Encrypting File System (EFS) on Windows 10 explained

The Encrypting File System or EFS Encryption is one of the components of the NTFS file system. It is available on a high range of Windows operating systems. It is supported on Windows 10, Windows 8.1, Windows 8, Windows 7, Windows Vista, Windows XP, Windows 2000, and Windows Server editions. There are other Cryptographic file systems available on other operating systems apart from Windows but Microsoft EFS is exclusive only to the Windows Operating Systems. It uses symmetric key encryption with a combination with public key technology to protect files. The file data is then encrypted with a symmetric algorithm called as DESX.

Encrypting File System (EFS)

Encrypting File System EFS

The key used for these kinds of symmetric encryption is called as File Encryption Key (or FEK). This FEK is in return encrypted with a public or a private key algorithm like RSA and stored with the file. The main positive aspect of using two different algorithms is that the speed of encrypting those files. And these increase in speeds of encrypting files helps the users to effectively encrypt large chunks of data. The speed of symmetric algorithms is about 1000x faster than that of the traditional asymmetric encryption techniques.

The process of EFS Encryption

The process is fairly simple yet secure.


The first step involves the file itself. Using the Symmetric Key (FEK) the file is encrypted. This is just one aspect of the total encryption.

Now the Symmetric Key (FEK) is encrypted with a public key for the user, and the Encrypted FEK is stored in the Encrypted file’s header. As simple as that.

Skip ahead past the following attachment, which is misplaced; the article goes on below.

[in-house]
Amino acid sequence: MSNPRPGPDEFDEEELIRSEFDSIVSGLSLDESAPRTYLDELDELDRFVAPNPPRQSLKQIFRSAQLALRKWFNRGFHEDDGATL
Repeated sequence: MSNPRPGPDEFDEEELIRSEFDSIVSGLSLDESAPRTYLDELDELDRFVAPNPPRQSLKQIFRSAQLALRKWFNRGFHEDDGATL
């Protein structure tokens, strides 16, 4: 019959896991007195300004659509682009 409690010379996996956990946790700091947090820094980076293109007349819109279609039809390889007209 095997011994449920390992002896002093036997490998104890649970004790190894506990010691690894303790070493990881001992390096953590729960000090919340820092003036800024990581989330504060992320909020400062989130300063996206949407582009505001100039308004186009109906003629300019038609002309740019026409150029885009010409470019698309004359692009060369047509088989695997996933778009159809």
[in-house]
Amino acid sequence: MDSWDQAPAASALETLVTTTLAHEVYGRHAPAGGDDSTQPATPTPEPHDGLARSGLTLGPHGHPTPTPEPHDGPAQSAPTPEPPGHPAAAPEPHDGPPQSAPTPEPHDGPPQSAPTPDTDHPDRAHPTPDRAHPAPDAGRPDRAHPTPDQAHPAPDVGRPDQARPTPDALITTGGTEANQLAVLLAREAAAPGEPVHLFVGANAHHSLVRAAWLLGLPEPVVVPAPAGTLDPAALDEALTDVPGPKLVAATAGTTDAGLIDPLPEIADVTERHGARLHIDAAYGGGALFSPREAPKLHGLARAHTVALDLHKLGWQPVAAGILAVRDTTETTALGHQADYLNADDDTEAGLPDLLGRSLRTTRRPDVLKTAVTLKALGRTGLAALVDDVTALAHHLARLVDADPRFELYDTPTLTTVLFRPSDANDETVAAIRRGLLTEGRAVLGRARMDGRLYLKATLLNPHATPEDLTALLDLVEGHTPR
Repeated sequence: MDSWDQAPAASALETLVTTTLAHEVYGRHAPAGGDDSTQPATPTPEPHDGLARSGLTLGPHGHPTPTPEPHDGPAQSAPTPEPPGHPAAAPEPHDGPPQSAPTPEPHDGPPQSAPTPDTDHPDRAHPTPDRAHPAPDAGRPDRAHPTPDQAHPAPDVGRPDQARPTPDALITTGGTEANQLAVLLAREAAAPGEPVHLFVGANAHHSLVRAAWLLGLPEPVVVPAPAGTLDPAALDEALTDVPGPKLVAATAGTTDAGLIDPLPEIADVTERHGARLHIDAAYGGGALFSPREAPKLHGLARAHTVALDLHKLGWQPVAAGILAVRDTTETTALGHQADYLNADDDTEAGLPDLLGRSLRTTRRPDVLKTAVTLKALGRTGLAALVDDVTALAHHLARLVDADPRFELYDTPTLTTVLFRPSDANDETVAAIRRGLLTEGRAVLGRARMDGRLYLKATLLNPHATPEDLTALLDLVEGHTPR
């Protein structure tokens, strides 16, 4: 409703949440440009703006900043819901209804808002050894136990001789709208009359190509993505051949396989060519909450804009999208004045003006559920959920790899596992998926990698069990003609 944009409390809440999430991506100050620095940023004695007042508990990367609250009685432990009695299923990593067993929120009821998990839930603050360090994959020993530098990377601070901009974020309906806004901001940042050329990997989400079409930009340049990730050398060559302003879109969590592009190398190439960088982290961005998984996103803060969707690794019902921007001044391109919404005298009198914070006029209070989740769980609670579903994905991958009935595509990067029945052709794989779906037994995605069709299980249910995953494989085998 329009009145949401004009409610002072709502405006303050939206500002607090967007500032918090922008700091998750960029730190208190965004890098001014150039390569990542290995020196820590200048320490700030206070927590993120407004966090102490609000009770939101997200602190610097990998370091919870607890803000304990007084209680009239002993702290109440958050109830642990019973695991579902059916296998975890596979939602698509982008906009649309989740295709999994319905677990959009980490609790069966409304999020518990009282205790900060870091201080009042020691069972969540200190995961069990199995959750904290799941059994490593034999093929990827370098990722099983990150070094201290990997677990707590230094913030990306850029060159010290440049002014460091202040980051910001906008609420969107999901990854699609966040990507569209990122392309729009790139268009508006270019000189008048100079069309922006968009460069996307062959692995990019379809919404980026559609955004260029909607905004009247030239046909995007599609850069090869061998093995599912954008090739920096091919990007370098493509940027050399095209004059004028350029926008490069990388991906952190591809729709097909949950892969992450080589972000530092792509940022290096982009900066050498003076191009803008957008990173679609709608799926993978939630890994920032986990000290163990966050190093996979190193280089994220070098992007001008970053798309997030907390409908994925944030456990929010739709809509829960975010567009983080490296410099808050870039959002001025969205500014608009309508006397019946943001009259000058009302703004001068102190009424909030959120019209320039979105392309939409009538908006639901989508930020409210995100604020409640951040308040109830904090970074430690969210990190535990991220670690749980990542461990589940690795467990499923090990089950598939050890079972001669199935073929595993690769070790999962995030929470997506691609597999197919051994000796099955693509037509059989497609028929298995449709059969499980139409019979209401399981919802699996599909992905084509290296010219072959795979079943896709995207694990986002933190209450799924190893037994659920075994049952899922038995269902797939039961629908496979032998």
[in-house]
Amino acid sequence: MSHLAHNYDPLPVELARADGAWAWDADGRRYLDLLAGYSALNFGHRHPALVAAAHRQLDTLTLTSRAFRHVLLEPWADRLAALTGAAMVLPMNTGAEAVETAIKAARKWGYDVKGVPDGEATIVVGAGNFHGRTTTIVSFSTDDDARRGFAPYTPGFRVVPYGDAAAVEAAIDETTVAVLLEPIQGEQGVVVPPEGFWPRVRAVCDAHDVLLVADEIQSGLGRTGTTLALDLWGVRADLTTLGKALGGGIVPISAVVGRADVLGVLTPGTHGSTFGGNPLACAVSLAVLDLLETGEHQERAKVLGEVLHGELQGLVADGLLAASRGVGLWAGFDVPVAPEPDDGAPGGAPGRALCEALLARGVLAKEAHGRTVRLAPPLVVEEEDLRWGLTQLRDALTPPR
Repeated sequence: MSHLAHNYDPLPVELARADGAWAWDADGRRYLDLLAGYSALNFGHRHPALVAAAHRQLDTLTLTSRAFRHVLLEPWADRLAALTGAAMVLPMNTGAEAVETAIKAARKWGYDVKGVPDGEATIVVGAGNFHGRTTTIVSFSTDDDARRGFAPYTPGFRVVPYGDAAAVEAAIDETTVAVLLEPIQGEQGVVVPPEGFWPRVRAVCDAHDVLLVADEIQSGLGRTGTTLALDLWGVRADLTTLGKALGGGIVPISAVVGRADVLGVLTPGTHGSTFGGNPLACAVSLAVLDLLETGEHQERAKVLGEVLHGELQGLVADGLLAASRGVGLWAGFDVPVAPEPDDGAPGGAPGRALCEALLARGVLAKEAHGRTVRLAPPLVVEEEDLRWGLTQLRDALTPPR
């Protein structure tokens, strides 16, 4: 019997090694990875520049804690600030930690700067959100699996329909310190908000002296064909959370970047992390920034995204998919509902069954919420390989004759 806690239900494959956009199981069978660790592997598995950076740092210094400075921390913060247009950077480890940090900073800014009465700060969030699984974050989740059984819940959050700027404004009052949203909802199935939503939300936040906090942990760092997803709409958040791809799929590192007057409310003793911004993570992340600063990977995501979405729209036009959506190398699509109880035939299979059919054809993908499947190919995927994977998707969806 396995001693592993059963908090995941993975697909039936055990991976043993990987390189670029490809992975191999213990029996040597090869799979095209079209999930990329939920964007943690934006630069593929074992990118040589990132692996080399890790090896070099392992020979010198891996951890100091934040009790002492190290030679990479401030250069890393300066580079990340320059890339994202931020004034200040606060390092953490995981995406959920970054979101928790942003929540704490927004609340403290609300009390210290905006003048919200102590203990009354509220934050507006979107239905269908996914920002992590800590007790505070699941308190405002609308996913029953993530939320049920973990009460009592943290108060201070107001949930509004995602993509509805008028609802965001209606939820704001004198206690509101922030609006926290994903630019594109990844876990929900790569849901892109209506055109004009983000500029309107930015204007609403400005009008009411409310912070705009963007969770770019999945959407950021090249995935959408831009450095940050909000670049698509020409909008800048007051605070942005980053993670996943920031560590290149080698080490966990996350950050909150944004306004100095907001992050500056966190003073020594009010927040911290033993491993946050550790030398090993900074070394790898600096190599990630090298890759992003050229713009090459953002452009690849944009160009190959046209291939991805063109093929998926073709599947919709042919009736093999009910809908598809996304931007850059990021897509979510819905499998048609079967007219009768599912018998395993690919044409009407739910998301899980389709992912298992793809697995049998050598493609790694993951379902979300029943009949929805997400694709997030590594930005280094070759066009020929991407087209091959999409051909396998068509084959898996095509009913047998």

Here, the reverse of encryption is done as the name suggests.

First of all, the Encrypted FEK from the Encrypted File’s Header is fetched and decrypted using the Public Key.

Now, the decrypted FEK is used to decrypt the Encrypted file finally and then the file is made readable to the authorized user.

EFS vs. BitLocker encryption

BitLocker is another technique of encrypting files on Windows just like EFS. This means that Windows provides two methods of encrypting files just on Windows. A user can also encrypt a file twice by encrypting it first with EFS and then with BitLocker or vice versa. This feature makes it 2x more secure than usual.

BitLocker has an image of slowing down the computer when used to encrypt files, but EFS is considered to be far more light-weight. But this difference is not seen much on modern hardware that is available and used more often.

Summing up

EFS encryption encrypts files or folders one by one. Unlike BitLocker that encrypts them together. This also means that when a file is executed, and Windows creates a temporary cache of that file, that temporary cache can be used as a leak to the information and unauthorized access can be taken over by an unintended user. EFS works with NTFS only.

This does not mean that a user should not be using EFS but what this really means is that the user has a choice of encrypting files with a suitable algorithm depending upon what type of data that file stores within it.

We will in the next few days, cover the following topics:

  1. How to encrypt files with EFS Encryption
  2. How to decrypt EFS Encrypted Files and Folders
  3. How to back up your EFS encryption key.

Stay tuned!

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Ayush has been a Windows enthusiast since the day he got his first PC with Windows 98SE. He is an active Windows Insider since Day 1 and is now a Windows Insider MVP. He has been testing pre-release services on his Windows 10 PC, Lumia, and Android devices.